Bangladesh has learnt a lot from Sri Lanka’s woes
Sri Lanka is generally known for its quality education, healthcare, natural beauty and even migration policies and practices. But in recent times, the island nation has made the headlines for all the wrong reasons.
During his visit to Dhaka on November 23, Sri Lankan Foreign Minister Ali Sabri shared his views on the factors behind the financial crisis and if Bangladesh can learn anything from it in an exclusive interview with The Daily Star's Porimol Palma.
TDS: What were the fundamental weaknesses that led to this crisis?
Sabri: There are three reasons: bad fiscal management, bad luck and bad fiscal policies. The 2018 Easter Sunday attack really hit our tourism industry and shook our confidence. Then came the Covid-19 and Russia-Ukraine crisis. We were too dependent on tourism, which is seasonal and very risky. Some of the investments did not generate enough revenue. Then, we have an oversized public service with 1.5 million Sri Lankans. Some of our state-owned enterprises are actually bleeding. Until recently, we did not have a mechanism to price fuel on costing -- we subsidised it. When you subsidise fuel, electricity and water, it has a cost. That is exactly what we are paying now.
Besides these, after the 2019 elections, we reduced taxes. Our tax revenue, which was 14 percent of GDP, came down to 8.3 percent. No country can survive with this level of tax revenue unless you have a huge export market or natural resources like the Middle East. If you look at the UK, their tax revenue is 33 percent of GDP. So, that was a mistake on our part. Then, overnight, without a comprehensive plan, we went for organic fertiliser. That made a huge impact on our agriculture sector, which employs 33 percent of our population. Also, we went to the IMF for an emergency loan quite late.
TDS: There are some expensive projects, including China-supported Hambantota Port. Aren't those mega projects responsible?
Sabri: Not everything. Some of the things could have been put in for more productive purposes. But, if you look at our highways, they are generating a lot of money. It has made Sri Lanka competitive. However, we were too complacent post-LTTE conflict.
TDS: What can Bangladesh learn from the Sri Lankan experience?
Sabri: Bangladesh has already learnt a lot. You went to the IMF for a loan long before. Now it is easy for Bangladesh to negotiate as its loans are not yet unsustainable. For us, it has become a very cumbersome process because we had to get debt assurances from various of our creditors. In our case, there were popular decisions that did not sustain over the long term.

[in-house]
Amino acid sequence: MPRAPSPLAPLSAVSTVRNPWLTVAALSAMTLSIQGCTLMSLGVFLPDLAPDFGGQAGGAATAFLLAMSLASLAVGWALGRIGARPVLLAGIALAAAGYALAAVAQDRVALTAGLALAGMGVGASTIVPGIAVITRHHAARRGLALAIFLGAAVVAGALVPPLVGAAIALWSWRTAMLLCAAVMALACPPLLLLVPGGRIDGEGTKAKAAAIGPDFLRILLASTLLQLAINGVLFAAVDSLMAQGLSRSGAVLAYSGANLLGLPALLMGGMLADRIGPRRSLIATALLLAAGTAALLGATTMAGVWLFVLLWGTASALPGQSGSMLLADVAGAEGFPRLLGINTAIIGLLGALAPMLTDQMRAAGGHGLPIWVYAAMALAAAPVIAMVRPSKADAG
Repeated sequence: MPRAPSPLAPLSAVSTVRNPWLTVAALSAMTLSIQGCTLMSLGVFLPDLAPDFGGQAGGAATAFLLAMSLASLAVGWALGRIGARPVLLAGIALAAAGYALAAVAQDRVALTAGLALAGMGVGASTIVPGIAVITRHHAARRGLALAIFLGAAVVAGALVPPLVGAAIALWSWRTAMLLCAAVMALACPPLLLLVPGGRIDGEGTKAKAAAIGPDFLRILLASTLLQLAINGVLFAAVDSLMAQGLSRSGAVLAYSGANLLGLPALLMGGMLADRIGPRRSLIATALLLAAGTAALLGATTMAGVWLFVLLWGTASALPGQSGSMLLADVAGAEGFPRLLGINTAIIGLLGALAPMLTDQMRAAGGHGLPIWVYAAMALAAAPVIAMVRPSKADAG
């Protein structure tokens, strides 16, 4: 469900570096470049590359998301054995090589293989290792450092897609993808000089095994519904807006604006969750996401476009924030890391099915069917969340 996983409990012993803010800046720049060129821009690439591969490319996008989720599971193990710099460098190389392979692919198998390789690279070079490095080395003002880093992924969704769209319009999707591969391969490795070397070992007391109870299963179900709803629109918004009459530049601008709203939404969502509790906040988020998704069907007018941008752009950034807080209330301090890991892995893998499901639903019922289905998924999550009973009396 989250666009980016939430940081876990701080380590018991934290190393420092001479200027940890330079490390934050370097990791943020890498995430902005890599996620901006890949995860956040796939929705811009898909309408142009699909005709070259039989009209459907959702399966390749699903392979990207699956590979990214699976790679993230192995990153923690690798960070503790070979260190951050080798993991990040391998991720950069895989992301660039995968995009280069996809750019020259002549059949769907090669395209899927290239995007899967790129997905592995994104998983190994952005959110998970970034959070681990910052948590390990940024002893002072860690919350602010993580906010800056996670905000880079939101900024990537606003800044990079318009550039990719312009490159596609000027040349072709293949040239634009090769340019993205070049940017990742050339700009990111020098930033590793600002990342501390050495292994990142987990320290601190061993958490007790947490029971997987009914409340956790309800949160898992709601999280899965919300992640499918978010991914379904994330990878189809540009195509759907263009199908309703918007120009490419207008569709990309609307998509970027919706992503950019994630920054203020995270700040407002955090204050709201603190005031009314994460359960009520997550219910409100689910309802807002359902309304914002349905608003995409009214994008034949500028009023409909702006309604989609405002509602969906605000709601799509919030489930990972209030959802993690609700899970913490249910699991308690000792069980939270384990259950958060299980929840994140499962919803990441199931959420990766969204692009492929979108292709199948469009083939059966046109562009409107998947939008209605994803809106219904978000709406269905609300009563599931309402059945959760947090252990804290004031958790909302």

TDS: What is the economic situation in Sri Lanka now?
Sabri: If you look six months back, we had six to eight hours of power cuts. That has now come down to one to two hours. We had three to four days of fuel queues, which have been eliminated by introducing a QR code system. People are no more on the streets for cooking oil. Tourists started to come and so many ships and airlines are lining up to come to Sri Lanka. Investors have also started to come. But, we have a long way to go.
TDS: How do you describe the Bangladesh-Sri Lanka relationship? And, the prospects of cooperation?
Sabri: Bangladesh is a close friend of Sri Lanka for a long time, cooperating in socioeconomic areas. We have commonalities in our foreign policies: friendship to all and malice to none and members of the Non-Aligned Movement. Sixty percent of your ships go through our port. There is a lot of potential in terms of tourism, investment, and maritime and air connectivity. Sri Lankan firms are the third biggest investor here with close to $3 billion worth of investment. Bangladesh proposed starting a cruise ship between Chittagong to Male and Colombo, which has a lot of potentials. Two private airlines will start flights. All these will hugely improve our connectivity.
TDS: The Indian Ocean is becoming a region of great power competition. How can the two countries work together for maritime cooperation?
Sabri: While we understand the concerns of neighbours and competitors, we think small and medium economies like Bangladesh and Sri Lanka must work together and come out with a stronger policy for freedom of navigation in the Indian Ocean so that the countries are not bullied or sidelined or forced to take sides.
TDS: But, regional organisations like Saarc and BIMSTEC are not effectively working.
Sabri: Yes. Look at the European Union, North America and East Asia -- all developed as regions. South Asia has failed to reap the benefits. Within South Asia, we are not working as a team. When you work as a team, you need to have trust and work on similarities rather than focusing on differences. Unfortunately, some of the big powers in the region are not seeing eye to eye and that has affected all of us. I hope India and Pakistan will sit together and restart Saarc in a pragmatic manner. Otherwise, we will be forced to take other options that are available outside our region. That's not good for all of us.